After having graduated in psychology, working at a psychiatric hospital definitely gave me more of an insight into the effects of schizophrenia (amongst many other mental illnesses) on an individual’s daily life. However, as much as I can say I have witnessed what it’s like up close, never have I truly been able to discover their train of thought. Challenger Deep is definitely a novel that put things into perspective for me. Venturing to the deepest point on Earth with Caden Bosch both in his actual life and his pirate ship is truly an experience I will never forget. It is through this journey that you realize the delusions, episodes and struggles a schizophrenic undergoes in their daily life. I’ve found that many books I’ve read on mental illness in the past sugar coat what it’s like to suffer from emotional dysregulation but in this novel, Neal Shusterman makes sure to tell Caleb’s story as it is.
In my opinion, it’s not so much that the movies themselves aren’t great or that the film industry is lacking in something in particular. But after having read the novel, it is virtually impossible to satisfy every single reader’s expectations of the movie, considering each individual has imagined each character/setting to be different. I definitely think that, in that sense, adapting novels is unworkable.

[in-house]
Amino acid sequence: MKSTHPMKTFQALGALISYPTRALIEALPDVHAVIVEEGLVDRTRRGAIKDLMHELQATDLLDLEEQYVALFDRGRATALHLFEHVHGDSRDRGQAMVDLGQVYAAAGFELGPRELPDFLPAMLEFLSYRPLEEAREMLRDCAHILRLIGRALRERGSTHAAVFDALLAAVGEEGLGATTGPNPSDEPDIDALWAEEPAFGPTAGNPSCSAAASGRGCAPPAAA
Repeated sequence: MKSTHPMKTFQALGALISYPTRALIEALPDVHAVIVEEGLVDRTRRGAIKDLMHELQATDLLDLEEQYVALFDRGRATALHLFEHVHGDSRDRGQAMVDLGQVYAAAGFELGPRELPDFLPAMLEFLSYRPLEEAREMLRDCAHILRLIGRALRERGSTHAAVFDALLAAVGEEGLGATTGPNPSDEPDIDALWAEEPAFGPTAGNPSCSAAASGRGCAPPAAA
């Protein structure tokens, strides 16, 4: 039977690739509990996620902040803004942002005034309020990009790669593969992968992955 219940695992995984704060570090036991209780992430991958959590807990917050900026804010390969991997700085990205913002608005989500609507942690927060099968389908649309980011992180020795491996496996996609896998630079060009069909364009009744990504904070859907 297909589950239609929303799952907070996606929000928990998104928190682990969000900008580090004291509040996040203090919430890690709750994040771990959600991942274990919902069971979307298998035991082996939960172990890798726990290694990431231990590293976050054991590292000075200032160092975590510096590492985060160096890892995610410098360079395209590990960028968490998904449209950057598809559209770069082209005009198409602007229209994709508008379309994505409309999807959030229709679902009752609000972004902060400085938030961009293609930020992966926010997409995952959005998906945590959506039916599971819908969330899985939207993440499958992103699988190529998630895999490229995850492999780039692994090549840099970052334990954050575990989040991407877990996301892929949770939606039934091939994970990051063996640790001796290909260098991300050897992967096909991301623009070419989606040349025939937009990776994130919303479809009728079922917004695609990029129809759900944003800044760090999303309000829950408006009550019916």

One of the most crucial aspects of psychotherapy is that the underlying emotions and unconscious conflicts that the client feels towards a significant person in their lives emerge in the therapy relationship itself. The thoughts/emotions the client develops towards their therapist is referred to as transference; it is just as common to form these transference relationships with people in your daily life (and, in my opinion, with people you come across in novels). Many times, especially as a kid, I have found myself forming this kind of relationship with characters from different novels I’ve read. This definitely shaped the way I felt about the character, depending on which significant person in my life I related them to. I remember shortly after my grandfather had passed away, I had started reading a novel of which included a character that possessed so many similar characteristics to him that it was like having him around again. It was just what I needed. I essentially felt in control of how much time I had left with him – to this day, the longest time it’s ever taken me to finish a novel. Many times after that, I’ve been able to revisit the novel and connect with him again. That’s the most beautiful thing about it!